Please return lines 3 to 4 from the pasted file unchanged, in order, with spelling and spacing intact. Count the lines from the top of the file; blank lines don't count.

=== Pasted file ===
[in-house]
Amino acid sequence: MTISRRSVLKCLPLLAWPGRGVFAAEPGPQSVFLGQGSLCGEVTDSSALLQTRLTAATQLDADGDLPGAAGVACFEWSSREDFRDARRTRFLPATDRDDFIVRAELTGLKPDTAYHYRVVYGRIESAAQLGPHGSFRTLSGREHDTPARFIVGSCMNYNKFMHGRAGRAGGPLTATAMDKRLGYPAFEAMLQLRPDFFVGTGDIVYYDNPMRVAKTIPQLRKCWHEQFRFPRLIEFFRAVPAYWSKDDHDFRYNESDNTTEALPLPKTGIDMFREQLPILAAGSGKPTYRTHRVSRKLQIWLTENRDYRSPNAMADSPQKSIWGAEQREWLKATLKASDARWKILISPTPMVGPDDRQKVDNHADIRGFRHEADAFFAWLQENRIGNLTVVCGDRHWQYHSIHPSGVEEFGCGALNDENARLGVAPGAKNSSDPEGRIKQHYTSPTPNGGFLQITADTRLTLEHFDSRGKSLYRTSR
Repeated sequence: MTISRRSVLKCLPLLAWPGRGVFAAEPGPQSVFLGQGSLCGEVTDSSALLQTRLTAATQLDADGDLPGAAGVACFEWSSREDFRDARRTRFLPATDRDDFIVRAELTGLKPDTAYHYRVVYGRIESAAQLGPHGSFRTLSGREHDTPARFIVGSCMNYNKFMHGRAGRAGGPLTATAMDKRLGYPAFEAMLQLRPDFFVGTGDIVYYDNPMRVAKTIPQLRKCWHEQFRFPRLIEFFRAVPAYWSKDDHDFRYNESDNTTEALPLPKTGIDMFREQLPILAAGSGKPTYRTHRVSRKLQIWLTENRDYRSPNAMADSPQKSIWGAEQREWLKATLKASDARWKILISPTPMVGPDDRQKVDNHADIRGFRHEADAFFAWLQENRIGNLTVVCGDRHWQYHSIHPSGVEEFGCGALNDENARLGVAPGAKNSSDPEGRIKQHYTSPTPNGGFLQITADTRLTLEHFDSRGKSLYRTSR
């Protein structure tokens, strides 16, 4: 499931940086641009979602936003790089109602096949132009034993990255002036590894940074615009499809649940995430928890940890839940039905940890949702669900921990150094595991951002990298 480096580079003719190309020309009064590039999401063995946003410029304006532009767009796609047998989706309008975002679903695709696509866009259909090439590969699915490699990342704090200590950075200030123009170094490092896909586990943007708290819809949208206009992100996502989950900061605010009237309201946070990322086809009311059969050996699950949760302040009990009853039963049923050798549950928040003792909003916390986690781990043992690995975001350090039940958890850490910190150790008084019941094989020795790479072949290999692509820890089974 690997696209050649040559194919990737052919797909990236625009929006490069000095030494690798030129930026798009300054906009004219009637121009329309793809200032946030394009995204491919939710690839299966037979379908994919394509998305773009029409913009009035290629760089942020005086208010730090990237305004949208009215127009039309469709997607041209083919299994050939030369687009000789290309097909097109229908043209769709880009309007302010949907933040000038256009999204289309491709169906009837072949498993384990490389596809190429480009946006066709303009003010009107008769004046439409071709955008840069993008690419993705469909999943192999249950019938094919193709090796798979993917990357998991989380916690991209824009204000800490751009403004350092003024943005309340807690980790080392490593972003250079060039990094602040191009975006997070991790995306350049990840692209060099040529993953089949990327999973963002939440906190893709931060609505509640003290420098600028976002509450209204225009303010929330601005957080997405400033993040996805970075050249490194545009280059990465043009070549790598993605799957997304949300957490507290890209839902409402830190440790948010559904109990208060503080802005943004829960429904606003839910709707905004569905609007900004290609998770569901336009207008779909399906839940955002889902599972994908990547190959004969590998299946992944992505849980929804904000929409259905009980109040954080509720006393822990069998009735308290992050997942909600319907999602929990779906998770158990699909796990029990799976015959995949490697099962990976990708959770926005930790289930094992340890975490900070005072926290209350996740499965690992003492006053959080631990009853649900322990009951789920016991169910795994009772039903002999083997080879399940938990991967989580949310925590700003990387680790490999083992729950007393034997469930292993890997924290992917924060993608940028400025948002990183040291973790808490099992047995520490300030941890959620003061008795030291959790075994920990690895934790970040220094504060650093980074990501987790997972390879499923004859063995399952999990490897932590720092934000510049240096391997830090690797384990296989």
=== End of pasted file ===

Repeated sequence: MTISRRSVLKCLPLLAWPGRGVFAAEPGPQSVFLGQGSLCGEVTDSSALLQTRLTAATQLDADGDLPGAAGVACFEWSSREDFRDARRTRFLPATDRDDFIVRAELTGLKPDTAYHYRVVYGRIESAAQLGPHGSFRTLSGREHDTPARFIVGSCMNYNKFMHGRAGRAGGPLTATAMDKRLGYPAFEAMLQLRPDFFVGTGDIVYYDNPMRVAKTIPQLRKCWHEQFRFPRLIEFFRAVPAYWSKDDHDFRYNESDNTTEALPLPKTGIDMFREQLPILAAGSGKPTYRTHRVSRKLQIWLTENRDYRSPNAMADSPQKSIWGAEQREWLKATLKASDARWKILISPTPMVGPDDRQKVDNHADIRGFRHEADAFFAWLQENRIGNLTVVCGDRHWQYHSIHPSGVEEFGCGALNDENARLGVAPGAKNSSDPEGRIKQHYTSPTPNGGFLQITADTRLTLEHFDSRGKSLYRTSR
């Protein structure tokens, strides 16, 4: 499931940086641009979602936003790089109602096949132009034993990255002036590894940074615009499809649940995430928890940890839940039905940890949702669900921990150094595991951002990298 480096580079003719190309020309009064590039999401063995946003410029304006532009767009796609047998989706309008975002679903695709696509866009259909090439590969699915490699990342704090200590950075200030123009170094490092896909586990943007708290819809949208206009992100996502989950900061605010009237309201946070990322086809009311059969050996699950949760302040009990009853039963049923050798549950928040003792909003916390986690781990043992690995975001350090039940958890850490910190150790008084019941094989020795790479072949290999692509820890089974 690997696209050649040559194919990737052919797909990236625009929006490069000095030494690798030129930026798009300054906009004219009637121009329309793809200032946030394009995204491919939710690839299966037979379908994919394509998305773009029409913009009035290629760089942020005086208010730090990237305004949208009215127009039309469709997607041209083919299994050939030369687009000789290309097909097109229908043209769709880009309007302010949907933040000038256009999204289309491709169906009837072949498993384990490389596809190429480009946006066709303009003010009107008769004046439409071709955008840069993008690419993705469909999943192999249950019938094919193709090796798979993917990357998991989380916690991209824009204000800490751009403004350092003024943005309340807690980790080392490593972003250079060039990094602040191009975006997070991790995306350049990840692209060099040529993953089949990327999973963002939440906190893709931060609505509640003290420098600028976002509450209204225009303010929330601005957080997405400033993040996805970075050249490194545009280059990465043009070549790598993605799957997304949300957490507290890209839902409402830190440790948010559904109990208060503080802005943004829960429904606003839910709707905004569905609007900004290609998770569901336009207008779909399906839940955002889902599972994908990547190959004969590998299946992944992505849980929804904000929409259905009980109040954080509720006393822990069998009735308290992050997942909600319907999602929990779906998770158990699909796990029990799976015959995949490697099962990976990708959770926005930790289930094992340890975490900070005072926290209350996740499965690992003492006053959080631990009853649900322990009951789920016991169910795994009772039903002999083997080879399940938990991967989580949310925590700003990387680790490999083992729950007393034997469930292993890997924290992917924060993608940028400025948002990183040291973790808490099992047995520490300030941890959620003061008795030291959790075994920990690895934790970040220094504060650093980074990501987790997972390879499923004859063995399952999990490897932590720092934000510049240096391997830090690797384990296989």